When Demetrios Matsakis, the head of the U.S. Naval Observatory department that deals with measuring time, received an email from a Fermilab physicist in late September, he had immediate suspicions. The physicist asked if a two-way satellite transfer, one of the Naval Observatory’s specialties, would work in a particular timing measurement.
“This is about neutrinos, isn’t it?” Matsakis wrote back. Yes, it was.
Matsakis, head of the Time Service Department, soon found himself advising physicist Carl Rosenfeld and his partners on MINOS, a Fermilab neutrino experiment. This year another neutrino experiment, called OPERA, found the subatomic particles seemed to beat the speed of light while traveling between CERN in Switzerland and Gran Sasso National Laboratory in Italy. This is considered impossible under special relativity. The MINOS collaboration plans to double-check the OPERA experiment's result.
While on a personal trip to Europe this week, Matsakis stopped by CERN and met with OPERA researcher Dario Autiero, who first presented the perplexing neutrino results on Sept. 23.
Matsakis did not wear a watch on his trip to CERN, nor has he ever. He’s like many people in that he doesn’t want “to be ruled by time,” he said. Instead, Matsakis does the ruling.
In his job, Matsakis keeps the official time for the United States and the U.S. Department of Defense and, together with the National Institute of Standards and Technology, keeps the official time for the United States. This involves maintaining more than 100 atomic clocks and GPS systems calibrated to within one nanosecond of each other – not a simple task.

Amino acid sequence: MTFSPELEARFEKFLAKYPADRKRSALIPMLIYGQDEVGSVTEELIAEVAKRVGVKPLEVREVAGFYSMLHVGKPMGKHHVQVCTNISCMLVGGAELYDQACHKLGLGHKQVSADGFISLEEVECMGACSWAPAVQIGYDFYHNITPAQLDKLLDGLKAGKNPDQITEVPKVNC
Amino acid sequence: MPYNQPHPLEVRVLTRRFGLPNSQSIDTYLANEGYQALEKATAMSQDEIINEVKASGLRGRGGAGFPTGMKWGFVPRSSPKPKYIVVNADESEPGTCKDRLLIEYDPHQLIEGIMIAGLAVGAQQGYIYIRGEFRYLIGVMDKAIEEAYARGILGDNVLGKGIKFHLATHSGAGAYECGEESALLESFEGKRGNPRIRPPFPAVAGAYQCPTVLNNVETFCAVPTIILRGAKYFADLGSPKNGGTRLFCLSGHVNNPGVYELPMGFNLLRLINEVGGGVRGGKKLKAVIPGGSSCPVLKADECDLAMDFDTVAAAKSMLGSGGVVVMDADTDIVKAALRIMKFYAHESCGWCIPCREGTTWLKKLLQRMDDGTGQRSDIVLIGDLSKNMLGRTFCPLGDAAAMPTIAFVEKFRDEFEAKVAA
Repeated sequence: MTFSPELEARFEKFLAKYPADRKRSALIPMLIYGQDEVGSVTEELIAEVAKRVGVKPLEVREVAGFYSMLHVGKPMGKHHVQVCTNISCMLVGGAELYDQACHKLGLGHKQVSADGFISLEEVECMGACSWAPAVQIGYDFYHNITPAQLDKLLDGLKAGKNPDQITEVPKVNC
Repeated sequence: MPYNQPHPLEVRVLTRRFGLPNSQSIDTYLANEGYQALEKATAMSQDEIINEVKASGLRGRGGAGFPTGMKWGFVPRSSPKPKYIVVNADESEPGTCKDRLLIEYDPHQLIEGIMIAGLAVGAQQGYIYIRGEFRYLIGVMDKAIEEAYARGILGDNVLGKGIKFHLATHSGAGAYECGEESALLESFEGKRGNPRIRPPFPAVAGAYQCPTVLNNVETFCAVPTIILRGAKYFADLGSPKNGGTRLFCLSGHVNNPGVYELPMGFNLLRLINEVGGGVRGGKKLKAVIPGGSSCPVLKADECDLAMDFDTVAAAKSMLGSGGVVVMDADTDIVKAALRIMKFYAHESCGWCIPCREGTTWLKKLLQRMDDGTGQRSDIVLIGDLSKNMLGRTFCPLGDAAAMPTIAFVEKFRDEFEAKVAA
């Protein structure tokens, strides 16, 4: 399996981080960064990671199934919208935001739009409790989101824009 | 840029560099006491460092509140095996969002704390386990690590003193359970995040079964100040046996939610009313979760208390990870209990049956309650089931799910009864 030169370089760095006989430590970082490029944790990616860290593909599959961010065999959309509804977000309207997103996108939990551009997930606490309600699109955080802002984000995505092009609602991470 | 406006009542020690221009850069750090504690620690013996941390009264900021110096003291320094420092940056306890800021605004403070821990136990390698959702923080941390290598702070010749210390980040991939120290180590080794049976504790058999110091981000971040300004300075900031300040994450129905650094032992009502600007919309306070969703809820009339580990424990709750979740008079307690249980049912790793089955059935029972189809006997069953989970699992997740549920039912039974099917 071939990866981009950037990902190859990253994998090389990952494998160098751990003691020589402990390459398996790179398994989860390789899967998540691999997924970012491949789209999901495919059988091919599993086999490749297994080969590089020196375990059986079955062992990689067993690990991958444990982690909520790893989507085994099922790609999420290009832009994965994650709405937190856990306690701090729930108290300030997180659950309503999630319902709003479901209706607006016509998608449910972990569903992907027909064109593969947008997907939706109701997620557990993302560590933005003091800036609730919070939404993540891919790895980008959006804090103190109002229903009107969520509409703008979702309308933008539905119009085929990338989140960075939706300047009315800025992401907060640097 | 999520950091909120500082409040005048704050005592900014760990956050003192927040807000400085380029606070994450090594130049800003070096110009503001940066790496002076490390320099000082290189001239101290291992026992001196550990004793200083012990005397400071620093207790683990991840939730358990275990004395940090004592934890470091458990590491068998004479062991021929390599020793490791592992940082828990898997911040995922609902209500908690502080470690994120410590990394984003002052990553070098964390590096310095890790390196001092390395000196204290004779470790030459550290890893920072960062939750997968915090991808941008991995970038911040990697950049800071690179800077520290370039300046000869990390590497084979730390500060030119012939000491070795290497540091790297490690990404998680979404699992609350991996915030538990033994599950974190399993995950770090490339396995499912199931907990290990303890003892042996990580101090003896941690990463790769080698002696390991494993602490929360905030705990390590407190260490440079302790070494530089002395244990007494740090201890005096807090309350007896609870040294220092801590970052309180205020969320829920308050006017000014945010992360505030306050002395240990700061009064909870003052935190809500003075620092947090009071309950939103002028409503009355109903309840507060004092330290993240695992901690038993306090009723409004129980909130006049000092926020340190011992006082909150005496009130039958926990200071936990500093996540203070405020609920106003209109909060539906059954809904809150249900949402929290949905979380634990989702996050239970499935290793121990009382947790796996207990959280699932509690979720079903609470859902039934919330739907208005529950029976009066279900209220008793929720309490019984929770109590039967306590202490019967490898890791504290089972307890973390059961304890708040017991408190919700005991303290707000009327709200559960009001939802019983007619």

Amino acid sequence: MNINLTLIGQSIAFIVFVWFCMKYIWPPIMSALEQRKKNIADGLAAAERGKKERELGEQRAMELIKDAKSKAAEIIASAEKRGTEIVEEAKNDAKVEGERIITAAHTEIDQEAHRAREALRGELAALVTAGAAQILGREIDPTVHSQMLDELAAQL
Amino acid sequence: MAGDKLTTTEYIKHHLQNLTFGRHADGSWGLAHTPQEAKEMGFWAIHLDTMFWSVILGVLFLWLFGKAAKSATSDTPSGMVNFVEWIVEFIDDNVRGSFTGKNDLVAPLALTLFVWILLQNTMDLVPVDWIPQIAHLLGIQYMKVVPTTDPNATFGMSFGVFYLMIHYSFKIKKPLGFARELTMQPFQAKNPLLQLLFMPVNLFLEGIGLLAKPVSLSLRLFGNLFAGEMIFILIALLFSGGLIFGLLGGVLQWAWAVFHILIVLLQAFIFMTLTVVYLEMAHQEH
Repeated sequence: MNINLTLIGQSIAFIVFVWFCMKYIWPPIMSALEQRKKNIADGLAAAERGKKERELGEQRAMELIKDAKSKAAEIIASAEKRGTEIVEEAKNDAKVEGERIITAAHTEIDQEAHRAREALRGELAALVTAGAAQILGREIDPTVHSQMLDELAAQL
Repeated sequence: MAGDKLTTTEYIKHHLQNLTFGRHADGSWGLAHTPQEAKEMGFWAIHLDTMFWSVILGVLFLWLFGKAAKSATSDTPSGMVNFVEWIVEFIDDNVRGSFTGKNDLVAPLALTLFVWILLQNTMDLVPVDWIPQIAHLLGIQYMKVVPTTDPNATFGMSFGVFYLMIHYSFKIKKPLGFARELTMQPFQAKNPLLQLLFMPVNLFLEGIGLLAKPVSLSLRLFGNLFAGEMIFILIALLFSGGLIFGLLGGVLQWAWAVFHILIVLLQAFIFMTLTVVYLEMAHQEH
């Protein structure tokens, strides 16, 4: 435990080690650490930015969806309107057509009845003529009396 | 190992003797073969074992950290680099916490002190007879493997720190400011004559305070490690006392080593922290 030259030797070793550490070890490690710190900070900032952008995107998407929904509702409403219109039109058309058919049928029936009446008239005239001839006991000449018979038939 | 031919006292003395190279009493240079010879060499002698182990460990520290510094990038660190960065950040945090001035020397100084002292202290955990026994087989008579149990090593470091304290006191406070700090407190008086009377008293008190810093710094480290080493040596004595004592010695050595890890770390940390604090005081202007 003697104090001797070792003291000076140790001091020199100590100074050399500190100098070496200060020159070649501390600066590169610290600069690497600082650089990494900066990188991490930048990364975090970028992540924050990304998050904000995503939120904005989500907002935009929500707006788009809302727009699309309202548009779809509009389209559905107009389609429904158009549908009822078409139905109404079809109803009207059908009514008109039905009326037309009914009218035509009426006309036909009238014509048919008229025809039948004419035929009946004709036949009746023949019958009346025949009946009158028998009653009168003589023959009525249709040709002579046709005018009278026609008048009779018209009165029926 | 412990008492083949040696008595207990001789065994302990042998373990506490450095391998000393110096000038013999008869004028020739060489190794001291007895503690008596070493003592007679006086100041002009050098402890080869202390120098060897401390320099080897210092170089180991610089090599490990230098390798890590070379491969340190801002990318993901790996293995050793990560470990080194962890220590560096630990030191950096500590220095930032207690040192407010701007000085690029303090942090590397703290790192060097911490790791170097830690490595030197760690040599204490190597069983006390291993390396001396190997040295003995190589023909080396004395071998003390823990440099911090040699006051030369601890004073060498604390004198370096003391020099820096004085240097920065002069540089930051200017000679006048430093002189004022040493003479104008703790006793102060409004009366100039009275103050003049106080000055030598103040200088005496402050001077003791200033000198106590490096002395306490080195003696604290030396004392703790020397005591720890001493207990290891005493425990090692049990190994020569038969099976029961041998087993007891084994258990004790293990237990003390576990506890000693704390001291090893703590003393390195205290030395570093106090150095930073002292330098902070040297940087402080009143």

“A good cesium clock on a bad day can be off by five nanoseconds,” he said. In terms of GPS, one nanosecond can translate to being off in position on the ground by one meter. About 30 people work under him to take care of the time.
Together Matsakis and Autiero reviewed electronic timing systems and discussed all sorts of little details that could affect the measurements of the times neutrinos left CERN and arrived at Gran Sasso.
“There’s a lot I don’t know,” Matsakis said. One thing he learned about at CERN was the idea of a blind measurement in calibrations: Neither of two groups measuring separate clocks knows in advance what time they should see, so they don’t make any corrections until after comparing results and noticing a discrepancy. Matsakis isn’t sure whether this is a better method than just correcting a clock as soon as one realizes it doesn’t give the right time, but he’s open to trying it.
When he gets home, he and his counterparts at NIST will advise MINOS on their next steps in developing a better timing system. “I’m giving them a detailed shopping list, down to what model, what part and what company,” he said in a car ride between experimental sites he was touring with Autiero.
“Just in time for Christmas,” Autiero joked.